Calls Grow In California To Protect Inmates At Women's Lockups From Sexual Abuse At least six California prison guards were fired for sexual misconduct between 2014 and 2018, according to records released under a new state law. Advocates say more inmate protections are needed.
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Calls Grow In California To Protect Inmates At Women's Lockups From Sexual Abuse

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Calls Grow In California To Protect Inmates At Women's Lockups From Sexual Abuse

Calls Grow In California To Protect Inmates At Women's Lockups From Sexual Abuse

Calls Grow In California To Protect Inmates At Women's Lockups From Sexual Abuse

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At least six California prison guards were fired for sexual misconduct between 2014 and 2018, according to records released under a new state law. Advocates say more inmate protections are needed.

MARY LOUISE KELLY, HOST:

To California now and efforts to protect female inmates from sexual abuse. A new state transparency law means that disciplinary records of officers fired for sexual misconduct are now being released. That is happening as former inmates work with state legislators to increase oversight of corrections officers. Julie Small with member station KQED of San Francisco reports. And a warning to our listeners - this story contains graphic descriptions of sexual assault.

JULIE SMALL, BYLINE: One officer groped and fondled the buttocks of a mentally ill inmate while putting her in restraints. Another officer had intercourse with an inmate without her consent multiple times before he got caught. The abuse was described in internal affairs documents obtained by KQED. The records and court documents show California prison officials fired at least six officers for sexual misconduct between 2014 and 2018. Some were criminally prosecuted. Amika Mota was an inmate at the Central California Women's Facility in Chowchilla during that time. She says she put up with unwanted sexual attention from three guards, including the one who ran her dorm.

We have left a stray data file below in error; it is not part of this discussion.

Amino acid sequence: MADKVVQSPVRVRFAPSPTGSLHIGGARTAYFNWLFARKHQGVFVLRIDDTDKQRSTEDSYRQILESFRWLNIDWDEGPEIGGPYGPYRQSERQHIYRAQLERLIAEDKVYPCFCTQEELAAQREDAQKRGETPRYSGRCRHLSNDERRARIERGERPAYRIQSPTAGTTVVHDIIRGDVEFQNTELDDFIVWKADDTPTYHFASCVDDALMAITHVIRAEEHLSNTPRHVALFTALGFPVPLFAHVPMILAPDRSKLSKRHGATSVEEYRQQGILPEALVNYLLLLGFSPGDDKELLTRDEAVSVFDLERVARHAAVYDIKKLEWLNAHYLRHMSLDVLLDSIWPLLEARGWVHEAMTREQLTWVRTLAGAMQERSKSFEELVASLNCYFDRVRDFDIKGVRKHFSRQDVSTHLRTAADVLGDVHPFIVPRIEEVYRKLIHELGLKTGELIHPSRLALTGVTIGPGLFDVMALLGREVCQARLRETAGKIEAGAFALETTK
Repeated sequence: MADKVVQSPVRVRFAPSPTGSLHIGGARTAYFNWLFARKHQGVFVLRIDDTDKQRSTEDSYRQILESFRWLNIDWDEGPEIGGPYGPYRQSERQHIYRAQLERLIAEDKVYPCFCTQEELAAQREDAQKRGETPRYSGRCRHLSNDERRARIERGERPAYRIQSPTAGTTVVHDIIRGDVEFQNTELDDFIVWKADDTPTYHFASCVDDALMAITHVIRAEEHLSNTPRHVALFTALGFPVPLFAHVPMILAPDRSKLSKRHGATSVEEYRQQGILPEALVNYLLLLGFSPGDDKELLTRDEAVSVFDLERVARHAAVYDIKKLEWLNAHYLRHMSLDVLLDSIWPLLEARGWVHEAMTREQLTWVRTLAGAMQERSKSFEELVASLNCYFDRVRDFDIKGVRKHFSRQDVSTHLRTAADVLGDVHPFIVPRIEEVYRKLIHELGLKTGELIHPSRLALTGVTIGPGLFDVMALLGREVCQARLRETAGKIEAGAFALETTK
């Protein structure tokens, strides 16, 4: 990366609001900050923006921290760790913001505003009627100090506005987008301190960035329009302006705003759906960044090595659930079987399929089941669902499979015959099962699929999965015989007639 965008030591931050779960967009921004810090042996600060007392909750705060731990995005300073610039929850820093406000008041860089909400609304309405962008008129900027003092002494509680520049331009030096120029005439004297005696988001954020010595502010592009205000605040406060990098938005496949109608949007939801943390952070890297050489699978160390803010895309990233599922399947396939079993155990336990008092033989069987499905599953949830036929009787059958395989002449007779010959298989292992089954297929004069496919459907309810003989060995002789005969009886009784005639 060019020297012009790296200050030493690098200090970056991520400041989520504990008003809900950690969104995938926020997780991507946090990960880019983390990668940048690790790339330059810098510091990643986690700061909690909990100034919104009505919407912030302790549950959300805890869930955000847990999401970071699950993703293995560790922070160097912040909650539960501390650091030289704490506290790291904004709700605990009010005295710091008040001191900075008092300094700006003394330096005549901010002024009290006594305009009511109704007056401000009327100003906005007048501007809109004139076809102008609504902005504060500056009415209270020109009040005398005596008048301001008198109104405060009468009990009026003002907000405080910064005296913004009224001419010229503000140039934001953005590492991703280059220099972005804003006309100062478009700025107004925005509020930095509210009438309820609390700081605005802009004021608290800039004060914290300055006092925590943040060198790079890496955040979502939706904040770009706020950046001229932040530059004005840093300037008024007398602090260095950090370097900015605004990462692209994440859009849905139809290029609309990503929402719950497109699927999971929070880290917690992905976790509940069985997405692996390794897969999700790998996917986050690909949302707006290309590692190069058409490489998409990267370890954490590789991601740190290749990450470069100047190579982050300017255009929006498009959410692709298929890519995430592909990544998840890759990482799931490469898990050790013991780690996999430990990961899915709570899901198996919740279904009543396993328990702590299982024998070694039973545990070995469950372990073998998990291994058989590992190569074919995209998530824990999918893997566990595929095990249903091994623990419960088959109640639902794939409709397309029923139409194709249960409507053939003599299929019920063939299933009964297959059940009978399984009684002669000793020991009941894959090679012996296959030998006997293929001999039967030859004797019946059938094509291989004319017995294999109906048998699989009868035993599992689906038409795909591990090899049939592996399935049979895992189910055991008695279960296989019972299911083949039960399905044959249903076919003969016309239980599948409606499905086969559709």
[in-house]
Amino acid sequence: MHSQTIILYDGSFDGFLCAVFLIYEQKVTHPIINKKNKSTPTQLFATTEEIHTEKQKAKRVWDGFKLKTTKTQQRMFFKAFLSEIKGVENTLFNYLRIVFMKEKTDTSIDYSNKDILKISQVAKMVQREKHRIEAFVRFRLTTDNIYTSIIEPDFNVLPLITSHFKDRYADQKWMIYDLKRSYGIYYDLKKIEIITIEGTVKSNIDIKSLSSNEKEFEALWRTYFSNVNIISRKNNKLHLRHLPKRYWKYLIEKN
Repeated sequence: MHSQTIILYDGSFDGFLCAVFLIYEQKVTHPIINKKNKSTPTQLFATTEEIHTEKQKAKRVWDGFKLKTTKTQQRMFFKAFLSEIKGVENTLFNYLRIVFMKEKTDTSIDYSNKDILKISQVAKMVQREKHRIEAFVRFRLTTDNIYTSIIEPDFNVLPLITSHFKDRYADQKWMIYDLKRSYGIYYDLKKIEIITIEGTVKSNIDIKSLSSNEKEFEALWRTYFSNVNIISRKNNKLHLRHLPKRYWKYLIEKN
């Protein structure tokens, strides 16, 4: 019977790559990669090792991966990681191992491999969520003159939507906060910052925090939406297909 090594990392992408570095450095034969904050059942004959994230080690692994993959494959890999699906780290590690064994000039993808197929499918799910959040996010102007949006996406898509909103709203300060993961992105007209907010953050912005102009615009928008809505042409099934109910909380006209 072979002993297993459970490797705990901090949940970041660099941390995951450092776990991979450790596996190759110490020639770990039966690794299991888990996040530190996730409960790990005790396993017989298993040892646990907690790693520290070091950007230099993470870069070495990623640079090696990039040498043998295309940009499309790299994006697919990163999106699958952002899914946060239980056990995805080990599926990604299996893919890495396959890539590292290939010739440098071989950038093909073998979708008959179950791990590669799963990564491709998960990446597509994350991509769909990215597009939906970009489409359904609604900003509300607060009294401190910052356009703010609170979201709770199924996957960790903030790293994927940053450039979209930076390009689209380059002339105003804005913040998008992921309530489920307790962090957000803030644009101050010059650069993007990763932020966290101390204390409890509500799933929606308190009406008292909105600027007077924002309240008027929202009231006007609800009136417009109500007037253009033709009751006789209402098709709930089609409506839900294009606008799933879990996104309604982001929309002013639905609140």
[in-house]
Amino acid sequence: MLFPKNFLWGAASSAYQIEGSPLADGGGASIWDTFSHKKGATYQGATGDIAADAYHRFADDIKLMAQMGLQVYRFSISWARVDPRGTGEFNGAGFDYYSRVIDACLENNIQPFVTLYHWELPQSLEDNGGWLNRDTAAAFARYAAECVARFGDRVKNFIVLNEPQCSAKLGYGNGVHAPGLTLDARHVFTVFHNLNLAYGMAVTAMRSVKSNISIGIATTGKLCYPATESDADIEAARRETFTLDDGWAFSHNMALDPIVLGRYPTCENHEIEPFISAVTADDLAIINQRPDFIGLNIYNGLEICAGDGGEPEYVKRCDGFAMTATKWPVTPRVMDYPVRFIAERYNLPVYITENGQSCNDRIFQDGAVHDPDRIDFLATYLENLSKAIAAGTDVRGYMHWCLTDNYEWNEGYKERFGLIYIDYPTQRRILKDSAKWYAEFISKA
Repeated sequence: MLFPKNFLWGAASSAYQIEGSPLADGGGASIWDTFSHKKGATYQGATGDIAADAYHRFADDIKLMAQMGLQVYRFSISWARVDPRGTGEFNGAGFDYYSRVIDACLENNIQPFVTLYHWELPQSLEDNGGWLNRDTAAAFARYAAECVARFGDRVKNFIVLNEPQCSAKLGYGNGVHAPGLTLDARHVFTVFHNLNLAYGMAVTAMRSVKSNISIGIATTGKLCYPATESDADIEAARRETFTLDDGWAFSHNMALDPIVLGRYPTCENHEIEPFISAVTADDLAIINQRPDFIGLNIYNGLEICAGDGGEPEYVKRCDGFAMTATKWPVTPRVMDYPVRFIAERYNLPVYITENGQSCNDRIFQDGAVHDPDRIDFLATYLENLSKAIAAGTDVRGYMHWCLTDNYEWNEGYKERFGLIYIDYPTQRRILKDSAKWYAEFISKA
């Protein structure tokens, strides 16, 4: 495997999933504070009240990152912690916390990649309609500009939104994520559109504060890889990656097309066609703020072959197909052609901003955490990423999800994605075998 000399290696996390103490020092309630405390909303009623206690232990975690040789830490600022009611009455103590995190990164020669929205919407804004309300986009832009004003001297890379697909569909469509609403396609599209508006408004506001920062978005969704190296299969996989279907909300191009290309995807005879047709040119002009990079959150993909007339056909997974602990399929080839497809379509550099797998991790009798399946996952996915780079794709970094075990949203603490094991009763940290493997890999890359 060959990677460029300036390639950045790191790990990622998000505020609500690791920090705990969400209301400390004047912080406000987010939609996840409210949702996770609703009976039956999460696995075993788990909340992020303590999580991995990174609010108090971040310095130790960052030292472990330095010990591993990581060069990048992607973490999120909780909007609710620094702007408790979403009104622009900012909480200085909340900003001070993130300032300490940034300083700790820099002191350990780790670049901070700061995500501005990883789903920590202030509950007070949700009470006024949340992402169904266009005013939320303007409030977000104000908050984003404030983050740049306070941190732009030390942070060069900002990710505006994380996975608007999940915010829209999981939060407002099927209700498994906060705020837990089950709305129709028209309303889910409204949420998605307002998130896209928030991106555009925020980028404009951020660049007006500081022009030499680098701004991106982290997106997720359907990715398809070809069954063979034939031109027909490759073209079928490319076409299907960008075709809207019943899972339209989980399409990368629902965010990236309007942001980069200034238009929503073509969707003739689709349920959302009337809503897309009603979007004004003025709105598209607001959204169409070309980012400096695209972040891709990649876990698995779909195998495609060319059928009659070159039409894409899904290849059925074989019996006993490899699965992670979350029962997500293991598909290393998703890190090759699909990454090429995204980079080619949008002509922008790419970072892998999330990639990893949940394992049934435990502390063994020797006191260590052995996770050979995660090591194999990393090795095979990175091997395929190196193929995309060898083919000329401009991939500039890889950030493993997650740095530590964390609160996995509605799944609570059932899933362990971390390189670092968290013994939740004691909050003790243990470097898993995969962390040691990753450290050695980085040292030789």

AMIKA MOTA: I had to wear a tight tank top. He liked having his housing unit full of things he liked to look at - was what he said.

SMALL: Mota says that officer became increasingly possessive and ordered her to write sexually explicit letters to him. She says other guards expected to see her changing out of her clothes during walkthroughs.

MOTA: It's not a bone in my body that ever, like, felt attracted to any of these officers or felt like any of the words that we spoke were true. It was just this survival technique - right? - to play along.

SMALL: Mota was released in 2015 after serving a nine-year sentence for vehicular manslaughter. She says she never filed a complaint while in prison, fearing retaliation. Dismissals for sexual misconduct are extremely rare among the 26,000 officers who work in California state prisons. But advocates for inmates believe the problem is much greater than the statistics show. In 2016, a team of lawyers who monitor conditions for inmates as part of a class action lawsuit interviewed over a hundred women at the Central Valley Prison. Attorney Corene Kendrick says many reported officers physically and sexually abused them and threatened them if they told.

CORENE KENDRICK: It was kind of a constant stream of verbal sexual harassment or misogynist statements and really disgusting behavior, catcalling at its highest level.

SMALL: A spokeswoman for the California Department of Corrections and Rehabilitation wrote in an email that all sexual violence, staff sexual misconduct and sexual harassment is strictly prohibited, and all allegations are investigated. She also noted that inmates are given confidential phone numbers to agencies that investigate allegations of misconduct. Inspector General Roy Wesley's office monitors and reports on those investigations.

ROY WESLEY: Our power is to write about it and to bring the transparency to the public because otherwise, nobody knows what happens in these things.

SMALL: But Amika Mota says that transparency has little effect in a system where prison wardens decide what's investigated and who's disciplined.

MOTA: It's not the rules or the regulations or the - it's the culture. And, like, how do you deeply affect this culture that's existed for so long where these things are just normal and OK?

SMALL: Mota is working with state lawmakers to increase oversight of correctional officers and provide more protection for inmates who report sexual abuse. They plan to hold a public hearing at the women's prison in the Central Valley in February.

For NPR News, I'm Julie Small in San Francisco.

(SOUNDBITE OF CHAKRA STATIC'S "PLEASURE ISLAND")

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